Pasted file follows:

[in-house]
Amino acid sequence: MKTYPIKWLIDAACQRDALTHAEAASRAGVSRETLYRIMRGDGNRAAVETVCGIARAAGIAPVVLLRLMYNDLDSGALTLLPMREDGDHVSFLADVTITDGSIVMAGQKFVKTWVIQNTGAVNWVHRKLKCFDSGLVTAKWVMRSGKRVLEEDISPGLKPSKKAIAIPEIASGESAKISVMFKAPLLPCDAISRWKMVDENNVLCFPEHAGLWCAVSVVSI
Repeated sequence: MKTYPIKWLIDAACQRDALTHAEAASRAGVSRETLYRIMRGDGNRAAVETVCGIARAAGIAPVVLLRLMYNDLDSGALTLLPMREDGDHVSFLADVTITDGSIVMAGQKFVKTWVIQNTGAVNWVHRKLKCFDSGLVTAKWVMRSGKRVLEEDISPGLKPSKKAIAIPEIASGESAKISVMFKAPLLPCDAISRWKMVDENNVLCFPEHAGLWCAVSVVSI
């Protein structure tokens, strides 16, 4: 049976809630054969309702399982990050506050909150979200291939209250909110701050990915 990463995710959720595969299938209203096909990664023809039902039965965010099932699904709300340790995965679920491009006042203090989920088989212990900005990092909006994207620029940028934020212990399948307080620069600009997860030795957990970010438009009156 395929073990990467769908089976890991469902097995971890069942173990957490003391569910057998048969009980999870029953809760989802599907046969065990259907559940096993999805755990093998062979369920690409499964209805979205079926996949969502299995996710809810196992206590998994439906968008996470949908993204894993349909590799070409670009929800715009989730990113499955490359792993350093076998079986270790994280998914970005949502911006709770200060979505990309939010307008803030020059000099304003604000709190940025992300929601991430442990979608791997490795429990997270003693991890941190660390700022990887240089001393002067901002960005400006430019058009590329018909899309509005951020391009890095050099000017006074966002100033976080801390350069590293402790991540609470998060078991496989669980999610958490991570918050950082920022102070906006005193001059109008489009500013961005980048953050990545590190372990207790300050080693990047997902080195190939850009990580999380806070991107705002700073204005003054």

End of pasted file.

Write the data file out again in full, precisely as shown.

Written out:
[in-house]
Amino acid sequence: MKTYPIKWLIDAACQRDALTHAEAASRAGVSRETLYRIMRGDGNRAAVETVCGIARAAGIAPVVLLRLMYNDLDSGALTLLPMREDGDHVSFLADVTITDGSIVMAGQKFVKTWVIQNTGAVNWVHRKLKCFDSGLVTAKWVMRSGKRVLEEDISPGLKPSKKAIAIPEIASGESAKISVMFKAPLLPCDAISRWKMVDENNVLCFPEHAGLWCAVSVVSI
Repeated sequence: MKTYPIKWLIDAACQRDALTHAEAASRAGVSRETLYRIMRGDGNRAAVETVCGIARAAGIAPVVLLRLMYNDLDSGALTLLPMREDGDHVSFLADVTITDGSIVMAGQKFVKTWVIQNTGAVNWVHRKLKCFDSGLVTAKWVMRSGKRVLEEDISPGLKPSKKAIAIPEIASGESAKISVMFKAPLLPCDAISRWKMVDENNVLCFPEHAGLWCAVSVVSI
């Protein structure tokens, strides 16, 4: 049976809630054969309702399982990050506050909150979200291939209250909110701050990915 990463995710959720595969299938209203096909990664023809039902039965965010099932699904709300340790995965679920491009006042203090989920088989212990900005990092909006994207620029940028934020212990399948307080620069600009997860030795957990970010438009009156 395929073990990467769908089976890991469902097995971890069942173990957490003391569910057998048969009980999870029953809760989802599907046969065990259907559940096993999805755990093998062979369920690409499964209805979205079926996949969502299995996710809810196992206590998994439906968008996470949908993204894993349909590799070409670009929800715009989730990113499955490359792993350093076998079986270790994280998914970005949502911006709770200060979505990309939010307008803030020059000099304003604000709190940025992300929601991430442990979608791997490795429990997270003693991890941190660390700022990887240089001393002067901002960005400006430019058009590329018909899309509005951020391009890095050099000017006074966002100033976080801390350069590293402790991540609470998060078991496989669980999610958490991570918050950082920022102070906006005193001059109008489009500013961005980048953050990545590190372990207790300050080693990047997902080195190939850009990580999380806070991107705002700073204005003054």